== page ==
Second, evolution is a process, a process of nature. It doesn't have to think and have memory to further the process, it merely needs time. That's why I use the term experience, what is experience exactly? It's the process of elimination over time: one figures out what works, and what doesn't. There is no thinking to experience, it's a simple elimination of things that don't work over time. One doesn't even need to think, just keep doing random s**t until something that works pops up. Nature does the same thing with evolution: it experiments and the creatures that survive get stored to memory, and those that don't, well, extinction is elimination in that process. Why is it that animals over time keep increasing cranial capacity? Why is that animal joints continue to get more compact and more complex as time passes? It's not just "random", the process puts many pieces on a board in a seemingly random assortment, but just like chaos theory, there's actually order upon closer inspection. All life needs food, water (lubricant of some sort, there's always the possibility of nitrogen based life after all), and some need shelter-- these are the requirements of life, the equation of life. Point being life doesn't need to think to have experience, it merely has to follow it's mechanical equation and the correct answer spits out the other side because it's nature, thus math, thus it has to balance. That's nature's experience: 4 billion years of throwing anything and everything into the equation, and what works stays, what doesn't goes. You're right it's not very sophisticated, but that doesn't make it any less correct-- after all, it has been around 4 billion years, can you say the same?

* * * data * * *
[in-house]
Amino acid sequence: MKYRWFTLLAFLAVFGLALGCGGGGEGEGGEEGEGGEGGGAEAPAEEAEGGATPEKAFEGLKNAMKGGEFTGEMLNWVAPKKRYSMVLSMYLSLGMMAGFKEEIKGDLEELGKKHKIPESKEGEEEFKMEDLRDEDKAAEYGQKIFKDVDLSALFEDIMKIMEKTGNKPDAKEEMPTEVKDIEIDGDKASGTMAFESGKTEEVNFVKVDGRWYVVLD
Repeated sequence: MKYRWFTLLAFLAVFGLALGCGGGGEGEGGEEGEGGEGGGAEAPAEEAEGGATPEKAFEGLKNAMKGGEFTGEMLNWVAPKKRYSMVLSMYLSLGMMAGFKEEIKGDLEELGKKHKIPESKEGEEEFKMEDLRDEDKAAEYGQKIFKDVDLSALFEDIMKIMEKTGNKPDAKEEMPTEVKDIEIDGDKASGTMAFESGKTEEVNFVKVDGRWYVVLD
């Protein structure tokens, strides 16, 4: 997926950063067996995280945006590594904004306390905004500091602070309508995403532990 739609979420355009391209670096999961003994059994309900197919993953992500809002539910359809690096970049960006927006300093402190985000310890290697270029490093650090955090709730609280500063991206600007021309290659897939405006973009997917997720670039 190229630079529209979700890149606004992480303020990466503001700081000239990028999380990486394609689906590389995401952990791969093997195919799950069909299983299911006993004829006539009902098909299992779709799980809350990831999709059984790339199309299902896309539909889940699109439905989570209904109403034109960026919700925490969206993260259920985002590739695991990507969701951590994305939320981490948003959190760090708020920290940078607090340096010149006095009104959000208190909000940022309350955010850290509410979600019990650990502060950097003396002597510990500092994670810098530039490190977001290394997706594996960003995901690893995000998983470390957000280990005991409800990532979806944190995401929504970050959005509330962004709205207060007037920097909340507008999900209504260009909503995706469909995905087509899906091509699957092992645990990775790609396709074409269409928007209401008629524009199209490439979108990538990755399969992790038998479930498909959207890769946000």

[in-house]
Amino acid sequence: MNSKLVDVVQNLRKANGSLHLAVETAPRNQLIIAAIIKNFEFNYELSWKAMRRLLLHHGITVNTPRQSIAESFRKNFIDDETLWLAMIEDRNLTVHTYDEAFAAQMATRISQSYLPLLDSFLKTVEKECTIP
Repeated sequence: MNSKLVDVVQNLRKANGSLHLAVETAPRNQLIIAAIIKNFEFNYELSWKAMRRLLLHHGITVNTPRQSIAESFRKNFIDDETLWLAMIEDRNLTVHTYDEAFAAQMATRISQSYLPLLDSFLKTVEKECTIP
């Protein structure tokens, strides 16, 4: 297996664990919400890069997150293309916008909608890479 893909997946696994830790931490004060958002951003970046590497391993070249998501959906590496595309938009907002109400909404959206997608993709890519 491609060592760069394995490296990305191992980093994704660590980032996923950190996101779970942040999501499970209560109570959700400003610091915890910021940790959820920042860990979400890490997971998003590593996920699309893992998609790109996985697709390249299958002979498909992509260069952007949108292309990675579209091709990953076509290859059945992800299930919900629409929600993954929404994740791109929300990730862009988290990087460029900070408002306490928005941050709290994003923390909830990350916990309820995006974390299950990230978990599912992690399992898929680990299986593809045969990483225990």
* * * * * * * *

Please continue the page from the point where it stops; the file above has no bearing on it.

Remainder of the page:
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19 Feb 2016, 6:00 pm

Genetic screening and abortion are also considered eugenics. Two things that I'm against. The third is Autism Speaks.


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19 Feb 2016, 6:09 pm

Aristophanes wrote:
Fugu wrote:
You're attributing random chance to nature as if it's an entity that can remember, when it's closer to a snowball rolling down an infinitely long mountainside with random bits flying off or being added.
are you really so selfish as to deny people freedom from what we have should they desire it?


Um, yeah, I don't think humans should get anything they desire, I actually don't think I'll find too many arguments there actually.
so you are selfish and misanthropic to boot. got it.
Quote: